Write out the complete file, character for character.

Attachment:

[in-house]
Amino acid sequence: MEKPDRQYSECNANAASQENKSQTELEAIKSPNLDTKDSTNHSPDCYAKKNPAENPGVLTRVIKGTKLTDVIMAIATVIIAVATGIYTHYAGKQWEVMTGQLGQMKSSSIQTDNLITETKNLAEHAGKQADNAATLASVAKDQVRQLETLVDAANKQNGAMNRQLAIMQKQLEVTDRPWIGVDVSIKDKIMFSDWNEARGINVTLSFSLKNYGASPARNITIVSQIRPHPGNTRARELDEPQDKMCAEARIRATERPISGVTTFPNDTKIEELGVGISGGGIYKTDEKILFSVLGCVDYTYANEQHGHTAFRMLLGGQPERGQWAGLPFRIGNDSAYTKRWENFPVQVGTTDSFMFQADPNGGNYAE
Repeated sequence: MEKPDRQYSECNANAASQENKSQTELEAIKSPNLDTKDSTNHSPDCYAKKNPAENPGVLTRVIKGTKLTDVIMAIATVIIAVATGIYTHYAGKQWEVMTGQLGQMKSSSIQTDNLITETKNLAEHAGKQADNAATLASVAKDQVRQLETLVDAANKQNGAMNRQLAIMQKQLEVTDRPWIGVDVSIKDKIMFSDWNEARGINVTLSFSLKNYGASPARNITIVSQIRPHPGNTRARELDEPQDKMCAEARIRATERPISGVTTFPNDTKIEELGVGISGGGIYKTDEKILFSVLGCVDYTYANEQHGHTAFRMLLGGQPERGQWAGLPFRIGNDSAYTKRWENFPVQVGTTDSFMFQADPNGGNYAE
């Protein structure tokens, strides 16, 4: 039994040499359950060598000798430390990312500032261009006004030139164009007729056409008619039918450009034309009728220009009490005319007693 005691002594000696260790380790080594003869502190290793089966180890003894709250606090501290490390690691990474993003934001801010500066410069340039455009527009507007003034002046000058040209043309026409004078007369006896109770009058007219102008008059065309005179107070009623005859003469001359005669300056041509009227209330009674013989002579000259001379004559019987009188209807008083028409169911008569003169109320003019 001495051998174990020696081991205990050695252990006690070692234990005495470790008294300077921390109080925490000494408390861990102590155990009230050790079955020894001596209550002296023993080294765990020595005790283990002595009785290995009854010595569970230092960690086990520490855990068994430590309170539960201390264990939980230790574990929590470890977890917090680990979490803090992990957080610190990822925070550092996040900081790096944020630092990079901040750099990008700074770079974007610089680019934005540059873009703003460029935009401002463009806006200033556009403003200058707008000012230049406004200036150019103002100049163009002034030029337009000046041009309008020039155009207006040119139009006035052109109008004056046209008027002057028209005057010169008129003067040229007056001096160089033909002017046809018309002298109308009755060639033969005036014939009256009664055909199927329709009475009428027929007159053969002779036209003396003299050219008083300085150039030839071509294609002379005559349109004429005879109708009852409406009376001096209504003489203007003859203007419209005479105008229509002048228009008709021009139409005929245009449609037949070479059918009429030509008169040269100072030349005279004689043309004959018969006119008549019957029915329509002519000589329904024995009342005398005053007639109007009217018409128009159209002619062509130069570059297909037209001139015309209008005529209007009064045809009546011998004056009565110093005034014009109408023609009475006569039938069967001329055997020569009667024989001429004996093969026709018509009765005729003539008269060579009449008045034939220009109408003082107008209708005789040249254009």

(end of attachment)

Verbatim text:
[in-house]
Amino acid sequence: MEKPDRQYSECNANAASQENKSQTELEAIKSPNLDTKDSTNHSPDCYAKKNPAENPGVLTRVIKGTKLTDVIMAIATVIIAVATGIYTHYAGKQWEVMTGQLGQMKSSSIQTDNLITETKNLAEHAGKQADNAATLASVAKDQVRQLETLVDAANKQNGAMNRQLAIMQKQLEVTDRPWIGVDVSIKDKIMFSDWNEARGINVTLSFSLKNYGASPARNITIVSQIRPHPGNTRARELDEPQDKMCAEARIRATERPISGVTTFPNDTKIEELGVGISGGGIYKTDEKILFSVLGCVDYTYANEQHGHTAFRMLLGGQPERGQWAGLPFRIGNDSAYTKRWENFPVQVGTTDSFMFQADPNGGNYAE
Repeated sequence: MEKPDRQYSECNANAASQENKSQTELEAIKSPNLDTKDSTNHSPDCYAKKNPAENPGVLTRVIKGTKLTDVIMAIATVIIAVATGIYTHYAGKQWEVMTGQLGQMKSSSIQTDNLITETKNLAEHAGKQADNAATLASVAKDQVRQLETLVDAANKQNGAMNRQLAIMQKQLEVTDRPWIGVDVSIKDKIMFSDWNEARGINVTLSFSLKNYGASPARNITIVSQIRPHPGNTRARELDEPQDKMCAEARIRATERPISGVTTFPNDTKIEELGVGISGGGIYKTDEKILFSVLGCVDYTYANEQHGHTAFRMLLGGQPERGQWAGLPFRIGNDSAYTKRWENFPVQVGTTDSFMFQADPNGGNYAE
């Protein structure tokens, strides 16, 4: 039994040499359950060598000798430390990312500032261009006004030139164009007729056409008619039918450009034309009728220009009490005319007693 005691002594000696260790380790080594003869502190290793089966180890003894709250606090501290490390690691990474993003934001801010500066410069340039455009527009507007003034002046000058040209043309026409004078007369006896109770009058007219102008008059065309005179107070009623005859003469001359005669300056041509009227209330009674013989002579000259001379004559019987009188209807008083028409169911008569003169109320003019 001495051998174990020696081991205990050695252990006690070692234990005495470790008294300077921390109080925490000494408390861990102590155990009230050790079955020894001596209550002296023993080294765990020595005790283990002595009785290995009854010595569970230092960690086990520490855990068994430590309170539960201390264990939980230790574990929590470890977890917090680990979490803090992990957080610190990822925070550092996040900081790096944020630092990079901040750099990008700074770079974007610089680019934005540059873009703003460029935009401002463009806006200033556009403003200058707008000012230049406004200036150019103002100049163009002034030029337009000046041009309008020039155009207006040119139009006035052109109008004056046209008027002057028209005057010169008129003067040229007056001096160089033909002017046809018309002298109308009755060639033969005036014939009256009664055909199927329709009475009428027929007159053969002779036209003396003299050219008083300085150039030839071509294609002379005559349109004429005879109708009852409406009376001096209504003489203007003859203007419209005479105008229509002048228009008709021009139409005929245009449609037949070479059918009429030509008169040269100072030349005279004689043309004959018969006119008549019957029915329509002519000589329904024995009342005398005053007639109007009217018409128009159209002619062509130069570059297909037209001139015309209008005529209007009064045809009546011998004056009565110093005034014009109408023609009475006569039938069967001329055997020569009667024989001429004996093969026709018509009765005729003539008269060579009449008045034939220009109408003082107008209708005789040249254009």